The Online Plague 2.0: The very low context-to-content ratio of information on the web (and its bimodal distribution)

Here’s a very good depiction of online / web content:

GIGO: Garbage in, Garbage out

Google’s approach is to skim the top of a huge one-size fits-all pool of undifferentiated bits (actually, Google’s search engine only searches through text, not images or movies; and it also only searches a very small amount amount of text — and besides: the algorithm is so poor that it has become quite useless, unless you want to get to by simply typing “amazon” into Google ;) ).

A more advanced approach to information would be to separate different types of information into different “buckets” (this is known as “classification”), or to point to individual pieces of information from different points of view (this is called “indexing”). There is a long tradition of abstracting, indexing and classification in the field of information science, but Google fan-boys often argue that such tried and true methods are now superfluous, because “just Google it“! :P

Each of the different access points to information can be viewed as a different perspective, or as a different filter or also as a different lens. I usually use the term “context” (to underscore how context and content are related by the container — roughly, the container is the channel, or the medium Marshal McLuhan referred to in his famous quote: “The medium is the message”).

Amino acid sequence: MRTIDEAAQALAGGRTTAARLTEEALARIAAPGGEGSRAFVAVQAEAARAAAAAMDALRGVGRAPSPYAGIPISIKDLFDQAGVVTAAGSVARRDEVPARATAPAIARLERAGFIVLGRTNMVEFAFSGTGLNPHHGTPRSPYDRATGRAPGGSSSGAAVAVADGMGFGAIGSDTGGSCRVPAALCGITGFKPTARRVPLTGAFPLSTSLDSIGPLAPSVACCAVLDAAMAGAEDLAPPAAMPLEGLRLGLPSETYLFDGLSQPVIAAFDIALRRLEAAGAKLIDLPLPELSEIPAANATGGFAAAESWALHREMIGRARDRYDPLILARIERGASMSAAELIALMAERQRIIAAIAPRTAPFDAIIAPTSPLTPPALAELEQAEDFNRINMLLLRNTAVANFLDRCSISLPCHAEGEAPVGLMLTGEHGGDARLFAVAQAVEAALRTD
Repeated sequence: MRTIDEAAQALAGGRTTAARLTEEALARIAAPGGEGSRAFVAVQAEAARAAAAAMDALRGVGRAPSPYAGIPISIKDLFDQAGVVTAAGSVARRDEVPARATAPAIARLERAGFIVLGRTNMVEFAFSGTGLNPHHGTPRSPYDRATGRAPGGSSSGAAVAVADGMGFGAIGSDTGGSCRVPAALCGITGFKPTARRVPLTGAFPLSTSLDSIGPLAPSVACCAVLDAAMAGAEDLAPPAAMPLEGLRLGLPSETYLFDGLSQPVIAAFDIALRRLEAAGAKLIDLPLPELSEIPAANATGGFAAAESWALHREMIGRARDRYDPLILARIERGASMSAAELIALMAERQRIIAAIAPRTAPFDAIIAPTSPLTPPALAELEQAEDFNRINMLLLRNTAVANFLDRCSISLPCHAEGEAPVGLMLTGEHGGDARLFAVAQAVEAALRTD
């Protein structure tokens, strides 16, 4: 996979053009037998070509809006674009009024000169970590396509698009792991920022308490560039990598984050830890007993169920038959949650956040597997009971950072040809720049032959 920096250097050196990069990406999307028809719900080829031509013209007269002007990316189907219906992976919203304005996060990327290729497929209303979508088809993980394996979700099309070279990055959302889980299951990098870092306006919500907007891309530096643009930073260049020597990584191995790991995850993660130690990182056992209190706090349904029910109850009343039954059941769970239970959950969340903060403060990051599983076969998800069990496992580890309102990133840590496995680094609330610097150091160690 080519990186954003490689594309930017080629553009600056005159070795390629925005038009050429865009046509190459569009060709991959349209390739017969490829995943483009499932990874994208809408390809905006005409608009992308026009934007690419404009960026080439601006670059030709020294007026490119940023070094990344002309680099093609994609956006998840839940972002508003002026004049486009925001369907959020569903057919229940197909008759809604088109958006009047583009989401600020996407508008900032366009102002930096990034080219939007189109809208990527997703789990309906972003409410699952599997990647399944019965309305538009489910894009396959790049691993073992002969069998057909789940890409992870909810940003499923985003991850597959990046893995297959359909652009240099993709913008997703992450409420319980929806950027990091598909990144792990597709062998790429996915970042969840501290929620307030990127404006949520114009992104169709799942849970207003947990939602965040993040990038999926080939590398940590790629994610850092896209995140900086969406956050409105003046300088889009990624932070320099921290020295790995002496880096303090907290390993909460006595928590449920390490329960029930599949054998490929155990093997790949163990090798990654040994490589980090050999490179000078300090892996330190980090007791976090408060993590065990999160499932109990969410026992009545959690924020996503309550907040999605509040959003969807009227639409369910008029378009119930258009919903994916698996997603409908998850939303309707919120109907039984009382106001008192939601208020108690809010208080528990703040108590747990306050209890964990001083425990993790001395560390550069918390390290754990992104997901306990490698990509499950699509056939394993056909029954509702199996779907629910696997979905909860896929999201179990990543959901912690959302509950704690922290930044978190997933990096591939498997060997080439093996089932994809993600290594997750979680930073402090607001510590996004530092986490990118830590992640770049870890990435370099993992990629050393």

At present, online media are very much like a small number of huge garbage heaps — whether that’s Google’s copy of the web stored on Google servers, or Facebook’s proprietary stash of media stored on Facebook’s computers, or maybe a handful of other companies that try to suck up as much “user generated content” as possible, functioning much like big industrial vacuum cleaners or mutant mega-aardvarks. The vast amounts of data are piled high and deep in proprietary databases (basically, these companies function as gigantic data-collection robots). These companies manage vast amounts of content — undifferentiated datastreams that have by and large no or very little contextual information. Indeed: most of these datastreams are simply duplicated and a copy is placed on each and every one of these huge heaps ad nauseum.

At the moment, there is really only one exception to the rule: Many individuals maintain individual (“personal”) blogs. These are intended to be very particular log-books of individual people — a sort of “daily diary” documenting anything that is particular or peculiar about that person… written as an autobiography. In this case, the context is minute: each blog post is essentially just one individual’s ideas. Most blogs are not intended to be collaborative efforts, though there are also exceptions to the rule (ranging from a company like “Mashable” to the very large group blogging system “Tumblr”).

I have always thought that such group / collaborative efforts are the future of the web — and it is with great reluctance that I have to admit that they apparently still are! 8O

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